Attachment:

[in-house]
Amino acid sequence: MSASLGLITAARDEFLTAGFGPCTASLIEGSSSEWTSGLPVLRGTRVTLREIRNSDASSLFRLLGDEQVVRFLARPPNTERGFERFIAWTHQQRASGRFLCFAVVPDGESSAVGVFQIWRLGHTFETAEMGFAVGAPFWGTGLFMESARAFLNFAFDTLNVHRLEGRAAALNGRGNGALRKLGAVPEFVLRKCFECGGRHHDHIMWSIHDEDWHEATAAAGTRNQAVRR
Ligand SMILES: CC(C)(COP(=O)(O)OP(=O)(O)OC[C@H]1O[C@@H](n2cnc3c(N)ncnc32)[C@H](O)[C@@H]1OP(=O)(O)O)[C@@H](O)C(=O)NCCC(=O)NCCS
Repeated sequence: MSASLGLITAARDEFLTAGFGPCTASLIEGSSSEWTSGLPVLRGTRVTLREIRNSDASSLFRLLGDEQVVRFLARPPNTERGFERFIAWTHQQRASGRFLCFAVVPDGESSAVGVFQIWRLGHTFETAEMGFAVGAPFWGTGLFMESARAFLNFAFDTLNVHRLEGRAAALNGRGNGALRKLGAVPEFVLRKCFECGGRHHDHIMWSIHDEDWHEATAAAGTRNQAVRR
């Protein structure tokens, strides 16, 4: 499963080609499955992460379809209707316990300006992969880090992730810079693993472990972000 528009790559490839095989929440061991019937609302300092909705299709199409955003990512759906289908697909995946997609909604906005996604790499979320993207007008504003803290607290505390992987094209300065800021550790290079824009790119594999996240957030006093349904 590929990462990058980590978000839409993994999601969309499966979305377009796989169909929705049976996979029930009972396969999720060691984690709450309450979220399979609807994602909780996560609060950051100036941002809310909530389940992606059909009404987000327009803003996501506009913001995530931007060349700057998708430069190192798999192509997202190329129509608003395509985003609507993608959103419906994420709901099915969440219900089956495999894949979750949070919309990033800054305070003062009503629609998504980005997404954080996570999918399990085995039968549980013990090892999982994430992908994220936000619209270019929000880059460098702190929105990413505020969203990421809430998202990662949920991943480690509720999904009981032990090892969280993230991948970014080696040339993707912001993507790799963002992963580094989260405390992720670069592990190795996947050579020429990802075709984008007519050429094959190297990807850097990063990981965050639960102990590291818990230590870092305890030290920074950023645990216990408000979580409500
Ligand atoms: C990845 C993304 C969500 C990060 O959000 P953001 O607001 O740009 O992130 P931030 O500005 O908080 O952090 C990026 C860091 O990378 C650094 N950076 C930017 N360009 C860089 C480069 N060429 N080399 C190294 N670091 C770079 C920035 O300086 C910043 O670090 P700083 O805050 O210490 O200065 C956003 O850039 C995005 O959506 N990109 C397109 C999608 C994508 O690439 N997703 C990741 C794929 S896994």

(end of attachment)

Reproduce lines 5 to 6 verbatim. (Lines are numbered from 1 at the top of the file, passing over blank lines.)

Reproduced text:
């Protein structure tokens, strides 16, 4: 499963080609499955992460379809209707316990300006992969880090992730810079693993472990972000 528009790559490839095989929440061991019937609302300092909705299709199409955003990512759906289908697909995946997609909604906005996604790499979320993207007008504003803290607290505390992987094209300065800021550790290079824009790119594999996240957030006093349904 590929990462990058980590978000839409993994999601969309499966979305377009796989169909929705049976996979029930009972396969999720060691984690709450309450979220399979609807994602909780996560609060950051100036941002809310909530389940992606059909009404987000327009803003996501506009913001995530931007060349700057998708430069190192798999192509997202190329129509608003395509985003609507993608959103419906994420709901099915969440219900089956495999894949979750949070919309990033800054305070003062009503629609998504980005997404954080996570999918399990085995039968549980013990090892999982994430992908994220936000619209270019929000880059460098702190929105990413505020969203990421809430998202990662949920991943480690509720999904009981032990090892969280993230991948970014080696040339993707912001993507790799963002992963580094989260405390992720670069592990190795996947050579020429990802075709984008007519050429094959190297990807850097990063990981965050639960102990590291818990230590870092305890030290920074950023645990216990408000979580409500
Ligand atoms: C990845 C993304 C969500 C990060 O959000 P953001 O607001 O740009 O992130 P931030 O500005 O908080 O952090 C990026 C860091 O990378 C650094 N950076 C930017 N360009 C860089 C480069 N060429 N080399 C190294 N670091 C770079 C920035 O300086 C910043 O670090 P700083 O805050 O210490 O200065 C956003 O850039 C995005 O959506 N990109 C397109 C999608 C994508 O690439 N997703 C990741 C794929 S896994």